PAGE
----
"The fact is that Israelis don’t know much about Hamas," Brown says. "Hamas has no experience dealing with Israelis either. And so what probably should be encouraged right now are unofficial contacts, or contacts that are strictly off-the-record."
Brown also says that by trying to impose an international boycott on Hamas, the United States is, in a sense, undercutting its own democratic aspirations for the Middle East. He says he is certain the chances for democracy succeeding are higher in Palestine than in Iraq.
Ehud Olmert will be making his first trip to Washington next week as the new Israeli prime minister to meet with President Bush and other officials. What do you think the main topics on the agenda will be?
Well, I guess there’d be three. One would be what Olmert is calling his convergence plan, essentially a move toward the direction of unilaterally re-drawing Israel’s border. But there have been an awful lot of attempts to dampen that down and say, "Well, he’s just going to be kind of presenting the general outline for the plan." The second issue will be Iran, where obviously both leaders are deeply concerned about its nuclear program. And third will be how to handle the Palestinian elections and how to react to the political and humanitarian situation developing in the West Bank and Gaza.
You’ve most recently written an interesting essay on the whole question of how the United States and, to a certain extent, Israel should deal with Hamas. The United States right now, of course, really has no dealings with the Palestinian Authority government because it is led by Hamas, is that right?
Yes. After the elections the so-called quartet—the United States, the European Union, Russia, and the United Nations—came out with a list of three conditions for the Palestinian government to meet and they basically have not met those conditions. So the United States has absolutely no dealings with Hamas. But it goes beyond simply not having diplomatic contact to essentially cutting off both Hamas financially and the Palestinian Authority and most of the Palestinian people as well.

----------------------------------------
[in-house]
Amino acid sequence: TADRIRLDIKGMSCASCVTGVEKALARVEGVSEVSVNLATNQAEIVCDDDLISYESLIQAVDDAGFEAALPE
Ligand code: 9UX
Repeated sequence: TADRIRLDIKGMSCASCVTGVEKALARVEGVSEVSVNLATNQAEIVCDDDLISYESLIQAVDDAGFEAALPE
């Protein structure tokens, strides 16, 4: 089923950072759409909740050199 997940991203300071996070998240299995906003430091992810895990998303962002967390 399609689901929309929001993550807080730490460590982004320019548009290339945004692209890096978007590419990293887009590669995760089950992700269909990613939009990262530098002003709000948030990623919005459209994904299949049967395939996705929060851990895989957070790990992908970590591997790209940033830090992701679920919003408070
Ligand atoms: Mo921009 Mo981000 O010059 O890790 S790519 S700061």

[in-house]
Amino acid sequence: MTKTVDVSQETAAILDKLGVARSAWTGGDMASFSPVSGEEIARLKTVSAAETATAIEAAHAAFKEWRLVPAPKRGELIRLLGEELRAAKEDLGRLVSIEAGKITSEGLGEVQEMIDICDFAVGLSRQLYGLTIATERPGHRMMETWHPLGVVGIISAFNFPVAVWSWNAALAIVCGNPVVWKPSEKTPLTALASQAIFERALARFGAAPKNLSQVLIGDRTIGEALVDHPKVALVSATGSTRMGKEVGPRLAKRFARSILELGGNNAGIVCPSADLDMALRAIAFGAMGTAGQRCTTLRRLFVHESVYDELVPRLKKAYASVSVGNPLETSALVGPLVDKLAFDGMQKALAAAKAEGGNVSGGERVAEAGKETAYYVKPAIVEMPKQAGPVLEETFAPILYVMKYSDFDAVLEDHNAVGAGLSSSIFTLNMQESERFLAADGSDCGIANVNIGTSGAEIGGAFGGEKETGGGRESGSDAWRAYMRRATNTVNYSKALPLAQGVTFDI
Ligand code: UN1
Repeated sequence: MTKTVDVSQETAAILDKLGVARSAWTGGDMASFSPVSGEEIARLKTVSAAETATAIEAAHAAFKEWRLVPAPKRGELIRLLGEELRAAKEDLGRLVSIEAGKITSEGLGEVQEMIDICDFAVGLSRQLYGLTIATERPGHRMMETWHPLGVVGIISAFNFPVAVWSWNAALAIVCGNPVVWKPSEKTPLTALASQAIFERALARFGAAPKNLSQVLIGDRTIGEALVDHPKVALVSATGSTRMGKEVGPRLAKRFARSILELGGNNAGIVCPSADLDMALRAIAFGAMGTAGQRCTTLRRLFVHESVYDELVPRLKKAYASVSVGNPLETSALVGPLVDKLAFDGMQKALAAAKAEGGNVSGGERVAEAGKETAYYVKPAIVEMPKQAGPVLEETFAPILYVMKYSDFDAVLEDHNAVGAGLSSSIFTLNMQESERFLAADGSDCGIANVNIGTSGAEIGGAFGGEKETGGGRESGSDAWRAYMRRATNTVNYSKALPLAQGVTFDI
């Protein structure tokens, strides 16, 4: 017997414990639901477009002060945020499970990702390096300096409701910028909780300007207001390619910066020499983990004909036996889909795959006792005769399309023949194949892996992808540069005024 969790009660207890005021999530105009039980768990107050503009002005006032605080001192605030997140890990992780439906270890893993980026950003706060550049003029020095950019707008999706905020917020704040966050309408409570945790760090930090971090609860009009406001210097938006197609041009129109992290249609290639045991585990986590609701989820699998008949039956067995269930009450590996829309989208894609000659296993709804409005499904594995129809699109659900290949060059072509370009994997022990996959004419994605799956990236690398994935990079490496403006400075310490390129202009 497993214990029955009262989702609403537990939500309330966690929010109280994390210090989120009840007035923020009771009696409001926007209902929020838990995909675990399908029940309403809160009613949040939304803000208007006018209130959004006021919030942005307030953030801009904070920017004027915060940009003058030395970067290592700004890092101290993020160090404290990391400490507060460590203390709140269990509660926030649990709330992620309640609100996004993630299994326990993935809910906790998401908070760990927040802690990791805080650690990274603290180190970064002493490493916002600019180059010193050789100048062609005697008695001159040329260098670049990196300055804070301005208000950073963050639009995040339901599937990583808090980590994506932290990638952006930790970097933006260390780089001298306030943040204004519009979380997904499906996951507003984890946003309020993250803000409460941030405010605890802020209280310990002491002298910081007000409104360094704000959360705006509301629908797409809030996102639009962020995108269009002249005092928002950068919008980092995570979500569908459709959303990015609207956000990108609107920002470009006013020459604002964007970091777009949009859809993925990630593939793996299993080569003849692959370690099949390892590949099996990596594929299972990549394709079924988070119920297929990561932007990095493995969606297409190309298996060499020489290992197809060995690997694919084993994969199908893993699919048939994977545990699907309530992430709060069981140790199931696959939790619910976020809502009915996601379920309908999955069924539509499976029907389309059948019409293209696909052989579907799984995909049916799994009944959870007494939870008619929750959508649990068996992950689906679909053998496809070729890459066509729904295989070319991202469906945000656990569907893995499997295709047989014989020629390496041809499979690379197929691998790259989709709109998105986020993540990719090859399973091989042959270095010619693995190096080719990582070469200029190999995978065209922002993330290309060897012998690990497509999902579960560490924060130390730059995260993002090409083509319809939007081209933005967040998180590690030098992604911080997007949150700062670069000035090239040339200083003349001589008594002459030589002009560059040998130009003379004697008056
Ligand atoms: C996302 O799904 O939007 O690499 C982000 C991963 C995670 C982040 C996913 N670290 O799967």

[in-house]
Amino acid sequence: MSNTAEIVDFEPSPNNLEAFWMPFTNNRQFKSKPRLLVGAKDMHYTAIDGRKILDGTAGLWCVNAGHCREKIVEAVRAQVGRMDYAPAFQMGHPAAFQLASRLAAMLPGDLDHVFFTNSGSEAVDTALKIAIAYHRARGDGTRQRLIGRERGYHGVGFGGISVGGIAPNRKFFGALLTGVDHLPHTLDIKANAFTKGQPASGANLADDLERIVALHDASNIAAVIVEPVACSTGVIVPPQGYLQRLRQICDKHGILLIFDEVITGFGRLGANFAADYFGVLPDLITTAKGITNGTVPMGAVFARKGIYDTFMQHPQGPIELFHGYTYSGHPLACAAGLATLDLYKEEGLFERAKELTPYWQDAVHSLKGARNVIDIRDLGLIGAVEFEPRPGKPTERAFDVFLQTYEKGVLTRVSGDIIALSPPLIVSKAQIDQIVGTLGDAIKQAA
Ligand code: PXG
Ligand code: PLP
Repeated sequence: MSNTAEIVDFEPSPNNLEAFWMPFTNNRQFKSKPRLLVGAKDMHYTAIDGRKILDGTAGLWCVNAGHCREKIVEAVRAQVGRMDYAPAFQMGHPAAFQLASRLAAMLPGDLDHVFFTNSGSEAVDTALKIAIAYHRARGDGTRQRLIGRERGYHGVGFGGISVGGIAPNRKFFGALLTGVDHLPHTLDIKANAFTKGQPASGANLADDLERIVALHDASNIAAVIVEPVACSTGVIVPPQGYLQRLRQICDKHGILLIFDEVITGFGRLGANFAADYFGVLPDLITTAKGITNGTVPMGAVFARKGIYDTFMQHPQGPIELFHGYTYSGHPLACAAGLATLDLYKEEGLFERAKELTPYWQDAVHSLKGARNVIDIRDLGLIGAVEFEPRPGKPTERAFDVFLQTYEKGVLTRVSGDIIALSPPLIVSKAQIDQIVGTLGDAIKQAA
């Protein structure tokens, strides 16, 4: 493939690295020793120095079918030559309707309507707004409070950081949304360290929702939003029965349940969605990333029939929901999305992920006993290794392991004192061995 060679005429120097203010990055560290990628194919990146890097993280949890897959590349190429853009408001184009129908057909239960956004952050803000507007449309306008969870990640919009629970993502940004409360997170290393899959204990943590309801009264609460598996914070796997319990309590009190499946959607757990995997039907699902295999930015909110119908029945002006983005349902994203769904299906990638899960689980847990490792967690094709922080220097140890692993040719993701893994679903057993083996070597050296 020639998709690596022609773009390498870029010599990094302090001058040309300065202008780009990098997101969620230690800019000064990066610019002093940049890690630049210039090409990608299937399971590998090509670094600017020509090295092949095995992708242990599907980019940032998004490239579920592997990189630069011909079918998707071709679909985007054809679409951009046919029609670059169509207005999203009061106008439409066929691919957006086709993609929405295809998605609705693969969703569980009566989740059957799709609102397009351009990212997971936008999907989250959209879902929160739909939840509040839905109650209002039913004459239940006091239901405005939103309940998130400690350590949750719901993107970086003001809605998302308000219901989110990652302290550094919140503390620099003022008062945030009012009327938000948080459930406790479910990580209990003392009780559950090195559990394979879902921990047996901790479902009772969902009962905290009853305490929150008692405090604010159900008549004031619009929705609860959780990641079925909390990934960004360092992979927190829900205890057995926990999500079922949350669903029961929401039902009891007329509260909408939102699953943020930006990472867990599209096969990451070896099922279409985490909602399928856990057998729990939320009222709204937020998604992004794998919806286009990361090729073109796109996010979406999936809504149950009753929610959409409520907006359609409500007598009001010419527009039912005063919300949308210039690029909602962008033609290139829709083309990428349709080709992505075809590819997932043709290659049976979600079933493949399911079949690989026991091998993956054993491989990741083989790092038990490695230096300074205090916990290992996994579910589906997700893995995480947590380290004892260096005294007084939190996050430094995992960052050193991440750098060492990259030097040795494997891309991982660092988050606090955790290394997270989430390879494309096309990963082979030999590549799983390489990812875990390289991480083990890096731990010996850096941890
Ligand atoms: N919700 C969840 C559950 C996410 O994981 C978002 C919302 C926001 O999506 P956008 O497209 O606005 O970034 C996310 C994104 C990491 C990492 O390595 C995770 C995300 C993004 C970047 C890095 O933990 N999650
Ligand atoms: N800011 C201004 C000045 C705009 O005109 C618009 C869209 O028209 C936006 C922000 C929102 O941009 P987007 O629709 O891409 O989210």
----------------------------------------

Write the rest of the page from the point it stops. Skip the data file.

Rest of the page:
So, right now the Palestinian Authority gets very little money, is that right?
Yes, I mean essentially there are three main sources of revenue for its regular operating budget. It collects some of its own taxes, but that’s fairly modest—we’re talking maybe 20 percent or so of its revenues, maybe slightly more. [The Palestinians] get a large degree of foreign assistance. And then the third source is that anytime you try to import any goods into the West Bank or Gaza, it has to enter through an Israeli port. And the Israelis impose the tax and then, under an agreement negotiated back in 1995, transfer those tax payments over to the Palestinian Authority after deducting an administrative fee. So you’ve got this odd situation where the Israelis have essentially been collecting Palestinian taxes, and that’s been cut off as well.